Self-proclaimed writer and pickle-factory manager Saleem Sinai is dying—cracking and crumbling under the stress of a mysterious illness—but before he does, he is determined to tell his story. With the “grand hope of the pickling of time,” Saleem feverishly pens his autobiography, preserving his stories like jars of chutney, searching for truth and meaning within them. Born at the precise moment of India’s independence and endowed with magical powers Saleem’s remarkable story begins long before his Bombay birth and spans much of the subcontinent of India. Over a period of sixty years, he highlights Indian voices and stories traditionally silenced under British rule; however, Midnight’s Children is first and foremost Saleem’s story—his own “authentic taste of truth” of postcolonial India. Through Saleem’s story, Rushdie argues the power of storytelling and the importance of the preservation of stories, ultimately suggesting that genuine truth is found within personal stories—not within history books.
The importance of Saleem’s story is made clear throughout Midnight’s Children, reflecting personal truths that are often neglected in objective history books. As the narrator, Saleem directly engages with the reader. He explicitly states his intention to tell his story, even beginning with the requisite “once upon a time,” and makes plain his sense of urgency. Saleem is cracking “like an old jug” while his bones turn to dust. As one of the children of midnight—children born between the hours of midnight and one in the morning on the eve of India’s 1947 independence—he has been “buffeted by too much history.” Because of his fateful birthday, Saleem is deeply connected to his country and it has taken its toll. According to Saleem, he must tell his story if he is “to end up meaning—yes, meaning—something.” Fearing absurdity above all else, Saleem desperately wants his life to reveal a deeper meaning, or truth, which he hopes to communicate through storytelling.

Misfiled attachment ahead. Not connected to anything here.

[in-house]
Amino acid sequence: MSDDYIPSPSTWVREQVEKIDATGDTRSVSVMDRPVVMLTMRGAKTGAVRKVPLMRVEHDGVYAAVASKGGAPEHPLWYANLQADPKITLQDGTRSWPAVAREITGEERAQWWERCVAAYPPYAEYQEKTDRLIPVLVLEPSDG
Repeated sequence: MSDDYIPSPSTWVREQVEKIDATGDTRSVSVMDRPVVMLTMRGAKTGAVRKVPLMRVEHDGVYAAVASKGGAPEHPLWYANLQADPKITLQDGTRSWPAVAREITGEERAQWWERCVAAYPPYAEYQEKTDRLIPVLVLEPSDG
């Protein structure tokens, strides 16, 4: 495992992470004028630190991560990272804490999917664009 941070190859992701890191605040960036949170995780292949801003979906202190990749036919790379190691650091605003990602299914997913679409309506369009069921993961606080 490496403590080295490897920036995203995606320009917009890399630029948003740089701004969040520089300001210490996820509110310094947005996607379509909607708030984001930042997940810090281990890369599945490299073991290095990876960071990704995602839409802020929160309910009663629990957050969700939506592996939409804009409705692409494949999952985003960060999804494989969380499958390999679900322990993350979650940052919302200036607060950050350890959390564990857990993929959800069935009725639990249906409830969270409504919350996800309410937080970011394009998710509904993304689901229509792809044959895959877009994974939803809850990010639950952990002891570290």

Although Saleem is the working manager of Braganza Pickles, he claims a rare “mastery of the multiple gifts of cookery and language.” He is at once a skilled cook and a talented writer, and he is equally dedicated to both. Saleem states, “My chutneys and kasaundies are, after all, connected to my nocturnal scribblings—by day amongst the pickle-vats, by night within these sheets, I spend my time at the great work of preserving.” Saleem preserves pickles and memories for posterity. As Saleem writes his story, he becomes increasingly sick and weak. Despite his failing health, he refuses to stop writing or even take a break. He claims, “My son will understand. As much as for any living being, I’m telling my story for him, so that afterwards, when I’ve lost my struggle against the cracks, he will know.” As the very first citizen born in a free India, Saleem leads an extraordinary life full of magic and tragedy—but he never verbalizes what his story actually means. For Saleem, the importance of his story is in the telling.